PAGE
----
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INDIA: Patents Case Challenges the World

Ann De Ron

BRUSSELS, Nov 2 2006 (IPS) - Médecins Sans Frontières and other groups campaigning for access to affordable medicines in developing countries are closely following a case filed by the Swiss pharmaceuticals giant Novartis against Indian patent law.

A decision in this case can create an important precedent, with consequences that go far beyond India. “If the Novartis challenge against the Indian patent law is successful, patients worldwide who depend on India for affordable medicines risk becoming victims,” Ellen ‘t Hoen, policy director with the Médecins Sans Frontières (MSF) Campaign for Access to Essential Medicines told IPS.

“Eighty-four percent of AIDS medicines we currently use for patients in more than 40 countries come from India,” Ellen ‘t Hoen said. “Because of the lower prices we can treat 60,000 people. If we would use only patented medicines this would be a lot less. And this is only one example.”

As of 2005, India is bound by World Trade Organisation (WTO) rules in the agreement on Trade-Related Aspects of Intellectual Property (TRIPS). But India remains one of the largest producers of generic medicines. Until 2005 it only recognised patents for a production process, not for a product, and this was good for Indian producers of generic medicines that develop their own process to produce a known medicine.

“India simply does not obey TRIPS, and our company has the right to make profit from its investment in research there too,” Novartis spokesman in Belgium Xavier Thiriar told IPS. “India will be one of the largest markets in the world in terms of population, and they export a lot too.”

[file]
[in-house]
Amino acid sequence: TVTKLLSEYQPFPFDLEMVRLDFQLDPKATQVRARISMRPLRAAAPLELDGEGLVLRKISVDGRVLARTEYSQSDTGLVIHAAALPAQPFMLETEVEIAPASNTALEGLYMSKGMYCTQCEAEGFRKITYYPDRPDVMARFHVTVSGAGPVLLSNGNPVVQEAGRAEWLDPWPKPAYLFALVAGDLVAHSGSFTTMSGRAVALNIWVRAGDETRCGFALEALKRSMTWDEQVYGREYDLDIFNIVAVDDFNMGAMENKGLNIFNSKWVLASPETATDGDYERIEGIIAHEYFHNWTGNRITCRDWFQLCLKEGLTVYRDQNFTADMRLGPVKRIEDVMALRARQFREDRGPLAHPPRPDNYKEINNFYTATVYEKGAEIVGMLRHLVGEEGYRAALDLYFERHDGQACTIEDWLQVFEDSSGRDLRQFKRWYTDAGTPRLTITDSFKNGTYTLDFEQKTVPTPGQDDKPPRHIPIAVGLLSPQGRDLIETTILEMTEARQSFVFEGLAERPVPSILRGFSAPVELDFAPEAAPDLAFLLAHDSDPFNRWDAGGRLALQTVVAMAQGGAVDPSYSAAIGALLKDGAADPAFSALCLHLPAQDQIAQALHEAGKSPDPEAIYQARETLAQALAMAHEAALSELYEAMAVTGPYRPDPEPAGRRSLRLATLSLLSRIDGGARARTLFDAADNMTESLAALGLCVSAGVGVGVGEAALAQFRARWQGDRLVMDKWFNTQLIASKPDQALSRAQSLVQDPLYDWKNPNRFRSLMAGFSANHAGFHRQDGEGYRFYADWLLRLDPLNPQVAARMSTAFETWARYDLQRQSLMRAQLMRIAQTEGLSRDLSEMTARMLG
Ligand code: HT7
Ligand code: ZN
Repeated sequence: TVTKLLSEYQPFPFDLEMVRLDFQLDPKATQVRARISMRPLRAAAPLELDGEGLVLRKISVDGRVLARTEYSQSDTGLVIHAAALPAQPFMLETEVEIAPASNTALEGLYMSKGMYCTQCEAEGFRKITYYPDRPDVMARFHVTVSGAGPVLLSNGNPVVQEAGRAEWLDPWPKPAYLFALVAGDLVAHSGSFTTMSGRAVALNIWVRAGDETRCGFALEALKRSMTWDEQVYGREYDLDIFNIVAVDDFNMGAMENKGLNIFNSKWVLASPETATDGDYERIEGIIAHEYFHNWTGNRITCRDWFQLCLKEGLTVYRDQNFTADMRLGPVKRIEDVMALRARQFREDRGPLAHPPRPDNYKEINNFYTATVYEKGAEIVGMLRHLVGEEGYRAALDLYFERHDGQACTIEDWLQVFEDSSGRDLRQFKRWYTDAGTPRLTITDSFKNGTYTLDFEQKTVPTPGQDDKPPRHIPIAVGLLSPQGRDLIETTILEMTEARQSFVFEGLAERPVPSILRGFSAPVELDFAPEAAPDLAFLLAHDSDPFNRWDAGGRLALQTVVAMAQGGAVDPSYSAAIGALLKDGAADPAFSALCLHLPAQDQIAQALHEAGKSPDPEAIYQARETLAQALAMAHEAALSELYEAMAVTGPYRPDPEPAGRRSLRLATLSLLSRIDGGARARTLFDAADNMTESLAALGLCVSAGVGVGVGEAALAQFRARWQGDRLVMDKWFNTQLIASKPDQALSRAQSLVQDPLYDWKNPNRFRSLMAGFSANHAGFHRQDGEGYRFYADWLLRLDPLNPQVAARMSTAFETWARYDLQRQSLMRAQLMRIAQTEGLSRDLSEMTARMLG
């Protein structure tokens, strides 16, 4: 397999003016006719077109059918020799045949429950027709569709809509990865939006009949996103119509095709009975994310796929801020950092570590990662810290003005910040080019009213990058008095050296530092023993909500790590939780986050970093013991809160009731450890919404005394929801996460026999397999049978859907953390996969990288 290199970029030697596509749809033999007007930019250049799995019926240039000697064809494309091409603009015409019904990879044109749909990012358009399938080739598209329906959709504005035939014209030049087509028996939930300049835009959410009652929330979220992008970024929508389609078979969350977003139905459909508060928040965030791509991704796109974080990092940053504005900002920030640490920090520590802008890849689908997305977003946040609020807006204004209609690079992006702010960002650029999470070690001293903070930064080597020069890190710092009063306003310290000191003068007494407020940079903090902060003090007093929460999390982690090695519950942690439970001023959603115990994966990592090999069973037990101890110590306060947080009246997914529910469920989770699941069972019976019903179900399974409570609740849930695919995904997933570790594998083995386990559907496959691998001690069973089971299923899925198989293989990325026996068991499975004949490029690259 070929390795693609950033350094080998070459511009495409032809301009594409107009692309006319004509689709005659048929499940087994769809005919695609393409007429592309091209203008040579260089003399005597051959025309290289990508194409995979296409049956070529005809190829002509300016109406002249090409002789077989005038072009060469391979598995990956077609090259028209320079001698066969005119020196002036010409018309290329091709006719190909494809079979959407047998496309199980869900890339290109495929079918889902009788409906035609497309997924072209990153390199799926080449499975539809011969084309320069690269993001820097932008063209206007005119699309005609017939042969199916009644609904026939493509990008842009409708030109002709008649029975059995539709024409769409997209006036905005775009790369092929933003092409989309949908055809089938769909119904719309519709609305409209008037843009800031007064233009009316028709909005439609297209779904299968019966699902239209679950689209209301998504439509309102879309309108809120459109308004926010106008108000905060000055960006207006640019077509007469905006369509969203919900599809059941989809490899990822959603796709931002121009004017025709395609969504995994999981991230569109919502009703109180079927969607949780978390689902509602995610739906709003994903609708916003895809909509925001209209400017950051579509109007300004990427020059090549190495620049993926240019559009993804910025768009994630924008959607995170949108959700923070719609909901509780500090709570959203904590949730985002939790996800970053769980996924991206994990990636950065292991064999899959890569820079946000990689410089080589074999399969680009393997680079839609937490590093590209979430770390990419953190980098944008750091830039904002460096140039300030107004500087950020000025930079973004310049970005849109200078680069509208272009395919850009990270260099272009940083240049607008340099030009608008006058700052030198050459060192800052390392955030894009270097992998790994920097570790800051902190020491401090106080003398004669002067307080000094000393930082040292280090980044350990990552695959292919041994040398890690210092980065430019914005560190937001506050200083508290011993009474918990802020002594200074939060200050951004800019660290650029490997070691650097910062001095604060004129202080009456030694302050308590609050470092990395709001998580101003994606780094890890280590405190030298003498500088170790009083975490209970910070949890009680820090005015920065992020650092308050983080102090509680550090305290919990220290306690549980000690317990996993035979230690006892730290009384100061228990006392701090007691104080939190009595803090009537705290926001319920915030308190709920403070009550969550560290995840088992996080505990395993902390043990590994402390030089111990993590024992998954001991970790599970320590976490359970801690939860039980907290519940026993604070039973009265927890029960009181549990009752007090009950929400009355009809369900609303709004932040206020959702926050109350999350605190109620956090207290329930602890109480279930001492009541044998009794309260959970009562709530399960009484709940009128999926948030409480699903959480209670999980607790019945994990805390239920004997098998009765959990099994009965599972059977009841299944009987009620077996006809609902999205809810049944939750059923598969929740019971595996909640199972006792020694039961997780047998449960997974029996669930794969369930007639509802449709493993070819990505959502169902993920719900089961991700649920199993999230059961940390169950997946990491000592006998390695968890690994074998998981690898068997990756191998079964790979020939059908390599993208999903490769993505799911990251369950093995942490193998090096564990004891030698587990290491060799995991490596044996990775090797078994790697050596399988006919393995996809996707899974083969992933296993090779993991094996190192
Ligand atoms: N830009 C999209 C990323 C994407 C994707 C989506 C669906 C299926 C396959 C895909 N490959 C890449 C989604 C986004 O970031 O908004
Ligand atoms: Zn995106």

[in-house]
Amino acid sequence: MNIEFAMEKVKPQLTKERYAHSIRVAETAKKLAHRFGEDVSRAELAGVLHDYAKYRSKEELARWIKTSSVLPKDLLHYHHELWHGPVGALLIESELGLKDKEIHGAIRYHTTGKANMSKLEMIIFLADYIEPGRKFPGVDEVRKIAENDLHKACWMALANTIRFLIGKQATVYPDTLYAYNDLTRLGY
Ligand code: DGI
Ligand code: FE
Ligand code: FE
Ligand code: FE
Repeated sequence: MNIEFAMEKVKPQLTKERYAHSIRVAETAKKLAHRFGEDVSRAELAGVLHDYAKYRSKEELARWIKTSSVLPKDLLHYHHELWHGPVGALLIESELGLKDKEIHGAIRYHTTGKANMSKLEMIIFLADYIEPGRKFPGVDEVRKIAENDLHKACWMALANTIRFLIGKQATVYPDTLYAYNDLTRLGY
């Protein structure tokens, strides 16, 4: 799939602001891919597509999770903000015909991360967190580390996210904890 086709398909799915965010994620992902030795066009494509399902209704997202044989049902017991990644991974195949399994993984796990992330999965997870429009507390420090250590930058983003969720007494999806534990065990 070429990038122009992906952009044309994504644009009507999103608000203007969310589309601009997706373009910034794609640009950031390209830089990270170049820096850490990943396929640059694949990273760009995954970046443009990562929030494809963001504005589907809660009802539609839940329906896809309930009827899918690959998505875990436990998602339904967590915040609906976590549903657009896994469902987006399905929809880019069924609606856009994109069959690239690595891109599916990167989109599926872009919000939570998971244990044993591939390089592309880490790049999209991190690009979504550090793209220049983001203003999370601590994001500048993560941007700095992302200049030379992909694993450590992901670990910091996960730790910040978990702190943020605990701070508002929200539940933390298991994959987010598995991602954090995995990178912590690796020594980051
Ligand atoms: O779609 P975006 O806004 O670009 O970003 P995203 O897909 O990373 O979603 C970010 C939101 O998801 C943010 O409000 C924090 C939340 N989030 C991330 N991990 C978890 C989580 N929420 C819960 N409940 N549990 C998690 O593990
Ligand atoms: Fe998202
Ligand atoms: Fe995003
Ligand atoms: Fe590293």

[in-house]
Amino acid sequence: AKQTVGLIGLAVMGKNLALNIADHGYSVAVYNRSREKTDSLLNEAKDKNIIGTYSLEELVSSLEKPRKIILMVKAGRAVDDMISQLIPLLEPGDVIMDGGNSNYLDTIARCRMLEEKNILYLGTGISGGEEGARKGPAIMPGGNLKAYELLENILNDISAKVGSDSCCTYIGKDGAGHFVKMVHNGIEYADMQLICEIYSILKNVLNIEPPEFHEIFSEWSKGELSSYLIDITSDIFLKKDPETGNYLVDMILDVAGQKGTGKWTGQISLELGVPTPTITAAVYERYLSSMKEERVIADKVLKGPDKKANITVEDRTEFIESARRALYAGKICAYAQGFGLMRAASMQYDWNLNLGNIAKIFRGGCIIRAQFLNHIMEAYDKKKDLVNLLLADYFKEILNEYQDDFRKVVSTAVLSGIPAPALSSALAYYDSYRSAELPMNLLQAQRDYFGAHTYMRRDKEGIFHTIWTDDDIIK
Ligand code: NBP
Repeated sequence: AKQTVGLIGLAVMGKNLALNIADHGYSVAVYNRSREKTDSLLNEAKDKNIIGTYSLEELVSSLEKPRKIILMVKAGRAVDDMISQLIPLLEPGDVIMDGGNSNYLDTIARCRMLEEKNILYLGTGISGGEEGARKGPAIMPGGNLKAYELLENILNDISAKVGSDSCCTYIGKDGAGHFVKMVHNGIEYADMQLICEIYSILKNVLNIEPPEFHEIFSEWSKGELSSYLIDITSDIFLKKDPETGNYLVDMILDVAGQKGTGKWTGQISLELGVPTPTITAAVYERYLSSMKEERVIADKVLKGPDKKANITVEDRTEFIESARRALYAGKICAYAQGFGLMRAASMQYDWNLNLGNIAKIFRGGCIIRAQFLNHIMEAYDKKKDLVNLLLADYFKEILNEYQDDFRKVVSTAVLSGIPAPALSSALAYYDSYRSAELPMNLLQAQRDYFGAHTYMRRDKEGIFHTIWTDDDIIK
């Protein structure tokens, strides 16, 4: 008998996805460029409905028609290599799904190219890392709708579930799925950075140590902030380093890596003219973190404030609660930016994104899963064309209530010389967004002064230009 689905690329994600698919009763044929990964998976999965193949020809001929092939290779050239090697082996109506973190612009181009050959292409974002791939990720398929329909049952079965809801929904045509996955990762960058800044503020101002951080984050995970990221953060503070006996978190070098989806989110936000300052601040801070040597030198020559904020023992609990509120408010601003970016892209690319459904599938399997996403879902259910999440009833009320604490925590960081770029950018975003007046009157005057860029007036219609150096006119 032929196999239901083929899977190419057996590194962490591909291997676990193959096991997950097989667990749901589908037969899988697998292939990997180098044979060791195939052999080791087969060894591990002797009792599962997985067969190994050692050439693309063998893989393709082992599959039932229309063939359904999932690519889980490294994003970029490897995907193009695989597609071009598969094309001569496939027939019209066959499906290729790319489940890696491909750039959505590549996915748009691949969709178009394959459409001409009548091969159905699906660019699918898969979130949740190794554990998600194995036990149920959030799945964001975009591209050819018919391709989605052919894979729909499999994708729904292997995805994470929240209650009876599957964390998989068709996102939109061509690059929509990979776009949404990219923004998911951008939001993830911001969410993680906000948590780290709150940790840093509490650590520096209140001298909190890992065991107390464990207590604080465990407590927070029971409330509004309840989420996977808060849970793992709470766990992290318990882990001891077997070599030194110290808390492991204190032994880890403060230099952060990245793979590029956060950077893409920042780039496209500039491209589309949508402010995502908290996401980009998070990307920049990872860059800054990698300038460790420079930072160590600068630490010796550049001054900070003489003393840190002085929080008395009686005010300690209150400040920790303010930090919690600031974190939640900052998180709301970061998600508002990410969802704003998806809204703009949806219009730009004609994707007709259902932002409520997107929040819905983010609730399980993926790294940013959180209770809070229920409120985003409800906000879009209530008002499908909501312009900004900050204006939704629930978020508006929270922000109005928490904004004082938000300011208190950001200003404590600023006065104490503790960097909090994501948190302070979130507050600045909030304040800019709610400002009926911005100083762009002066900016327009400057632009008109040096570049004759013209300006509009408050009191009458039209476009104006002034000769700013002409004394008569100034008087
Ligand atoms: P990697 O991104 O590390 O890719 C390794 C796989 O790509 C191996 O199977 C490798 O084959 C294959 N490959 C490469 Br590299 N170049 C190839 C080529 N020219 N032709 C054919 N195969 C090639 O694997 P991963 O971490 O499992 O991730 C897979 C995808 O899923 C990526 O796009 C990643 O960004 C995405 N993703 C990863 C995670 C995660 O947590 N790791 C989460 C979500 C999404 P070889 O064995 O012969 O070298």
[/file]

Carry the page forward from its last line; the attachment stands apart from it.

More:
Thiriar acknowledges that access to basic medicines can be a problem, but says that Novartis cooperates with MSF and gives free medicines worth large amounts of money.

But discounts and free medicines from companies are not a structural solution for the pressing lack of available medicines, Sigrid Sterckx, professor of ethics, and expert on patents at the University of Ghent in Belgium told IPS.

And India does obey TRIPS, argues Ellen ‘t Hoen of MSF. “India refuses patent applications for medicines for trivial improvements of known molecules. That is allowed under TRIPS.”

Such “trivial improvements” can for instance involve removing a limy taste, says Sterckx. “I find it morally evident that this should not be patentable. But in Europe and the U.S. this sort of change is sufficient to get a new patent. The medicine is then sold more expensively, and people are made to think it is a real improvement.”

The challenge to India’s patent law arose when an Indian patent bureau rejected a patent application for the Novartis cancer drug Gleevec on the argument that the company wanted to patent a ‘trivial improvement’.

Thiriar denies that Novartis has ever patented trivial improvements, whether in India or elsewhere.

But more is at stake here than the question whether the Gleevec version Novartis wanted to patent in India is innovative or not. Novartis not only went to court to fight the Gleevec case, but challenged the entire Indian patent law. The company has sued the Indian government, Indian producers of generic medicines and an Indian group of cancer patients before the Chennai High Court in southern India.

The case came up first Sep. 26. A new hearing is expected later in November.

“This is a very dangerous precedent for India and other countries,” Leena Menghaney of MSF India told IPS on phone. “Now it’s about Gleevec, but later on it will be about all other medicines.”

The patent law cannot be allowed to weaken, Menghaney insists. “We cannot follow the western system – people here have no health insurance, and when they get ill they may have to sell their house, their jewellery.”

MSF and 16 other organisations are asking Novartis to withdraw the case. One of the signatories to an open letter the groups have written to Novartis is former Swiss president Ruth Dreifuss, who also chairs the World Health Organisation Commission on Intellectual Property Rights, Innovation and Public Health (CIPIH).

Sterckx compares the current court case with the case that major pharmaceutical companies filed in 1998 against the government of Nelson Mandela in South Africa. They demanded that South Africa abolish a law that made it possible to produce or import affordable versions of patented AIDS medicines. They finally withdrew the case in 2001.

“It was a total PR (public relations) disaster for the pharmaceutical industry,” Sterckx said. “Have they learned nothing from the debacle of those days?”

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